Introduction to Financial Modelling
Principles of Excel as a Modelling Tool
Excel Operations, Structures and Short-Cuts
Introduction to Excel Functions
Applications of Lookup and Reference Functions
Planning and Building Models for Optimal Decision Making

1.5 Simple Example III: Business Economics

Business Economic Analysis

In a business-related application, the profits of a business could be determined from its revenues and costs, which themselves could be driven by unit prices, volumes, unit costs and fixed costs. The influence diagram could be drawn as follows:

(The colour-coding used here is one where items used only for intermediate calculations are shaded white, with inputs blue, and outputs in green. Some intermediate calculations may also be outputs – such as Sales Revenue – and these are coloured as outputs only.)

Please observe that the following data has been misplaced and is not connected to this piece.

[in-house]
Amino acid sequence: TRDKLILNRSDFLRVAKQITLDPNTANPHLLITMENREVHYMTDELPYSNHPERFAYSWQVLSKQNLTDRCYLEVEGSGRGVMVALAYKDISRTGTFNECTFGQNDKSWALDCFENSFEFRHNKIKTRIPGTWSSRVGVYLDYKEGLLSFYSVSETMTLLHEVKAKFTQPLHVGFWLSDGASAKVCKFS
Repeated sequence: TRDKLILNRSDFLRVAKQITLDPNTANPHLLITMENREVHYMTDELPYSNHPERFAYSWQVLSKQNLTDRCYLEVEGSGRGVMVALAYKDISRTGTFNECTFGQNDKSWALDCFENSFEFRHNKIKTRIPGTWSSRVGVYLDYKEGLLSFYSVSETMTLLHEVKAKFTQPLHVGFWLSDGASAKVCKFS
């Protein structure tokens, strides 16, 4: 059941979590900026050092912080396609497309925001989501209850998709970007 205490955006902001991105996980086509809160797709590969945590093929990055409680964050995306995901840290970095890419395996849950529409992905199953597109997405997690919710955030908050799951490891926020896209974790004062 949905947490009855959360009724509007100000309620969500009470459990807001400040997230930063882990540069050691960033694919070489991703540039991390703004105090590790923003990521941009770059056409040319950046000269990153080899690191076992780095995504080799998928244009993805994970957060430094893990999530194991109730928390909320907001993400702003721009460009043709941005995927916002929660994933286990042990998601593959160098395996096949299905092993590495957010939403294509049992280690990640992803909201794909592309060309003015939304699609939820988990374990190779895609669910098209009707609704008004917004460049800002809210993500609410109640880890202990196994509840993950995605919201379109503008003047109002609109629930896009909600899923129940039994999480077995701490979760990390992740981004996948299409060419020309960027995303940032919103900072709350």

One could build a corresponding model in Excel, such as the following:

Note that this Excel model has been presented (in the above) as an interpretation of the influence diagram, but without reference to a specific decision. It could perhaps be used to determine the price that needs to be achieved for the business to reach a specific profit target, or to test the sensitivities to profit as volume varies. However, in practice, it would be ideal for the types of decisions that are to be taken to be established in advance, at least in broad terms, as knowledge of this can be important to determine not only the level of detail required for the model, but also the logic flow.

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